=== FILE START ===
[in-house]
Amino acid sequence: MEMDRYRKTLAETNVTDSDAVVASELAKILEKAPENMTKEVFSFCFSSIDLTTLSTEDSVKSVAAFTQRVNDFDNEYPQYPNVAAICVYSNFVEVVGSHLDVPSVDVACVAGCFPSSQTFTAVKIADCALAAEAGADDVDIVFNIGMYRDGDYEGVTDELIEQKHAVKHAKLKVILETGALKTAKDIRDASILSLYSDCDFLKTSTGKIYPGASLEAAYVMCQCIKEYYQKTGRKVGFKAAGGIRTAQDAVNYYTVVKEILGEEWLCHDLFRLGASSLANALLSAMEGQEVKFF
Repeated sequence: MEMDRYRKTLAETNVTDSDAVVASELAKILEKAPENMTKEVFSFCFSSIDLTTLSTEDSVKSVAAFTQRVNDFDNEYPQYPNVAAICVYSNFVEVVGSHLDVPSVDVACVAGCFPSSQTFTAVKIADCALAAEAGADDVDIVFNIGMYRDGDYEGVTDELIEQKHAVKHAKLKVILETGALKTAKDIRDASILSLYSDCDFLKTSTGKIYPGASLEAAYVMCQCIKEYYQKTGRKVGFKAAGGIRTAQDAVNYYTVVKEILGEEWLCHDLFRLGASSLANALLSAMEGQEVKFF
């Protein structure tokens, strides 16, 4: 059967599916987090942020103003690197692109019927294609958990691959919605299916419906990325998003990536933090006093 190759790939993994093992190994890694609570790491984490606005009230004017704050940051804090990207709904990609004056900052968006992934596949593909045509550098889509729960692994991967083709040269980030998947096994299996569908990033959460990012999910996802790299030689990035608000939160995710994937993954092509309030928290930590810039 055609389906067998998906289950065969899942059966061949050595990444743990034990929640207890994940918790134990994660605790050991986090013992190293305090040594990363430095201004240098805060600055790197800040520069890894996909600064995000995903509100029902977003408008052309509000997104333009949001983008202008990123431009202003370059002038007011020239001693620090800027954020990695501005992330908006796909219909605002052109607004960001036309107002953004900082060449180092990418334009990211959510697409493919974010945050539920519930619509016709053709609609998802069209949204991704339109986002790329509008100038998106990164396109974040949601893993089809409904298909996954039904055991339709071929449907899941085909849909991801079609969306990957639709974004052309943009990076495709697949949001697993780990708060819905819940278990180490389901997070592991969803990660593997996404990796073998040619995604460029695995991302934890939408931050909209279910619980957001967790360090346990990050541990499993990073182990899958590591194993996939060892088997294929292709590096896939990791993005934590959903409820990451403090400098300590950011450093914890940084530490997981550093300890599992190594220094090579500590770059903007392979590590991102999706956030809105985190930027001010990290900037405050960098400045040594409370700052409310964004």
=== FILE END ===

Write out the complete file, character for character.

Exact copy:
[in-house]
Amino acid sequence: MEMDRYRKTLAETNVTDSDAVVASELAKILEKAPENMTKEVFSFCFSSIDLTTLSTEDSVKSVAAFTQRVNDFDNEYPQYPNVAAICVYSNFVEVVGSHLDVPSVDVACVAGCFPSSQTFTAVKIADCALAAEAGADDVDIVFNIGMYRDGDYEGVTDELIEQKHAVKHAKLKVILETGALKTAKDIRDASILSLYSDCDFLKTSTGKIYPGASLEAAYVMCQCIKEYYQKTGRKVGFKAAGGIRTAQDAVNYYTVVKEILGEEWLCHDLFRLGASSLANALLSAMEGQEVKFF
Repeated sequence: MEMDRYRKTLAETNVTDSDAVVASELAKILEKAPENMTKEVFSFCFSSIDLTTLSTEDSVKSVAAFTQRVNDFDNEYPQYPNVAAICVYSNFVEVVGSHLDVPSVDVACVAGCFPSSQTFTAVKIADCALAAEAGADDVDIVFNIGMYRDGDYEGVTDELIEQKHAVKHAKLKVILETGALKTAKDIRDASILSLYSDCDFLKTSTGKIYPGASLEAAYVMCQCIKEYYQKTGRKVGFKAAGGIRTAQDAVNYYTVVKEILGEEWLCHDLFRLGASSLANALLSAMEGQEVKFF
């Protein structure tokens, strides 16, 4: 059967599916987090942020103003690197692109019927294609958990691959919605299916419906990325998003990536933090006093 190759790939993994093992190994890694609570790491984490606005009230004017704050940051804090990207709904990609004056900052968006992934596949593909045509550098889509729960692994991967083709040269980030998947096994299996569908990033959460990012999910996802790299030689990035608000939160995710994937993954092509309030928290930590810039 055609389906067998998906289950065969899942059966061949050595990444743990034990929640207890994940918790134990994660605790050991986090013992190293305090040594990363430095201004240098805060600055790197800040520069890894996909600064995000995903509100029902977003408008052309509000997104333009949001983008202008990123431009202003370059002038007011020239001693620090800027954020990695501005992330908006796909219909605002052109607004960001036309107002953004900082060449180092990418334009990211959510697409493919974010945050539920519930619509016709053709609609998802069209949204991704339109986002790329509008100038998106990164396109974040949601893993089809409904298909996954039904055991339709071929449907899941085909849909991801079609969306990957639709974004052309943009990076495709697949949001697993780990708060819905819940278990180490389901997070592991969803990660593997996404990796073998040619995604460029695995991302934890939408931050909209279910619980957001967790360090346990990050541990499993990073182990899958590591194993996939060892088997294929292709590096896939990791993005934590959903409820990451403090400098300590950011450093914890940084530490997981550093300890599992190594220094090579500590770059903007392979590590991102999706956030809105985190930027001010990290900037405050960098400045040594409370700052409310964004």